Thinking about testing your genes? Buy a pair of jeans instead.
Some months ago, scientists sent samples of the same DNA to several direct-to- consumer (DTC) genetic testing services. When the reports came back the interpretations of the findings were wildly different. This has just been confirmed by the General Accounting Office and was reported on this week in Washington. So if you want to know if you’re predisposed to some ailment, don’t bother spending the $300 to $1,000 that these tests cost.
Even worse than the rotten results were the horrific marketing practices that the GAO uncovered: One firm claimed that the product they sold could “repair DNA.” Others claimed they could tell parents which sports their children would do well in. One woman was told she would definitely develop breast cancer, while another was assured that the company would test her fiancé’s DNA secretly.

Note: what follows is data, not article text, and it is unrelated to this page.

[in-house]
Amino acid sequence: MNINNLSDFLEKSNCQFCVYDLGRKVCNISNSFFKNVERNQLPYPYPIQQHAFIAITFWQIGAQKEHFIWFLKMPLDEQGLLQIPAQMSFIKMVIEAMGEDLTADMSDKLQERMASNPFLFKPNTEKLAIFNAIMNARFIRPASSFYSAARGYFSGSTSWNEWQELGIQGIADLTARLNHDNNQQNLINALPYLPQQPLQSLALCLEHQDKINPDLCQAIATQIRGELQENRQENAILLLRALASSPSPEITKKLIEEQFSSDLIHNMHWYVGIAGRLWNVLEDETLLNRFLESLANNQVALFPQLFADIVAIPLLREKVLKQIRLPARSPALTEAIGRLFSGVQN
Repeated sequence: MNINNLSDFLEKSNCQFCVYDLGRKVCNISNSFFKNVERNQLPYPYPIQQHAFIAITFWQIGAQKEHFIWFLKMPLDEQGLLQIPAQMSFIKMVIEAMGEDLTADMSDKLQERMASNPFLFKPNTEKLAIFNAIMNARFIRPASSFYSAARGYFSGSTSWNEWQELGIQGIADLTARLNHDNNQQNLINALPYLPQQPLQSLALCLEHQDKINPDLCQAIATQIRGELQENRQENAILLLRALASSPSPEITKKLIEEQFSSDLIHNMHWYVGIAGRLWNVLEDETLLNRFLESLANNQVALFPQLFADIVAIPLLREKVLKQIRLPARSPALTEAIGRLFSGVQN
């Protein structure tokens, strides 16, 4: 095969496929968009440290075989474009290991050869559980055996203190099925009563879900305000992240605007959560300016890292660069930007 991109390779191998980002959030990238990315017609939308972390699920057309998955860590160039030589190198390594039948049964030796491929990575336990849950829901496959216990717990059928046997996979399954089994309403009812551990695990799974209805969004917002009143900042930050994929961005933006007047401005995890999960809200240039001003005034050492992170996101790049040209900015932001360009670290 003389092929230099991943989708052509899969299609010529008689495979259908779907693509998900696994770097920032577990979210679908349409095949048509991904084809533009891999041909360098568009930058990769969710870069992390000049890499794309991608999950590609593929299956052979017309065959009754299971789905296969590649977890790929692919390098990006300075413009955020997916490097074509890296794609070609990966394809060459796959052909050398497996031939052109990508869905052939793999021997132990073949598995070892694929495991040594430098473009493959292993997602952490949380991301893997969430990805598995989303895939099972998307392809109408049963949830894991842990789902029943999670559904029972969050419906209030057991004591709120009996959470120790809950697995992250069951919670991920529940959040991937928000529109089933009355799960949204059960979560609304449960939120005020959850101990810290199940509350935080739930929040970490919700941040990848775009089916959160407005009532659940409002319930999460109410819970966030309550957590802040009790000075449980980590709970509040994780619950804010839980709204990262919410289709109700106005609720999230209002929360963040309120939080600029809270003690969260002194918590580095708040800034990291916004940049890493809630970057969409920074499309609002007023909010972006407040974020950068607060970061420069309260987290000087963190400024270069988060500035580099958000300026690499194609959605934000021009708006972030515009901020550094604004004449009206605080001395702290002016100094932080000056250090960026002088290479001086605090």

Test makers include 23andMe, Pathway Genomics, Knome, Navigenics, deCODE Genetics and Illumina.
The genetic testing companies themselves started this whole brouhaha. Apparently, they failed to consult with anyone with any regulatory sense. How could they have been so naive as to think putting these tests on the shelf in a pharmacy chain wasn’t going to get a great deal of attention from the feds? Who did they think they were — “Big Pharma” as in too big to nail?
So imprint this in your double helix: If you’re planning to market a medical diagnostic test or medical device, fly to the East Coast for a meeting with the FDA first.